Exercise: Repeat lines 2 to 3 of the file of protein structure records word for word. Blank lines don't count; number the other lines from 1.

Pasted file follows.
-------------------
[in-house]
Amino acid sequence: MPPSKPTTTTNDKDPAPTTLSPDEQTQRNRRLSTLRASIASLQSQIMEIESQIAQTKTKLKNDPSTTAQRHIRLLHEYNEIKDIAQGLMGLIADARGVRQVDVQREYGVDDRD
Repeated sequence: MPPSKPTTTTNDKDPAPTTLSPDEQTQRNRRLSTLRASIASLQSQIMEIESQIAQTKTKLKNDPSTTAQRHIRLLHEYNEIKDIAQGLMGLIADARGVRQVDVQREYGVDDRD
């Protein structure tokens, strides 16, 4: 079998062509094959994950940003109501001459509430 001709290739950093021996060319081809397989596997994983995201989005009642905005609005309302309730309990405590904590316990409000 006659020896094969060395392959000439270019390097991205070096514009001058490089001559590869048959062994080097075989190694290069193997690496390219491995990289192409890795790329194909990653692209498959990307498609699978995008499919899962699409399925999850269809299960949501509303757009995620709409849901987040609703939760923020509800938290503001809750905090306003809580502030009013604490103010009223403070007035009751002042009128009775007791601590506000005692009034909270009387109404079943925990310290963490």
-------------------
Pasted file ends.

Amino acid sequence: MPPSKPTTTTNDKDPAPTTLSPDEQTQRNRRLSTLRASIASLQSQIMEIESQIAQTKTKLKNDPSTTAQRHIRLLHEYNEIKDIAQGLMGLIADARGVRQVDVQREYGVDDRD
Repeated sequence: MPPSKPTTTTNDKDPAPTTLSPDEQTQRNRRLSTLRASIASLQSQIMEIESQIAQTKTKLKNDPSTTAQRHIRLLHEYNEIKDIAQGLMGLIADARGVRQVDVQREYGVDDRD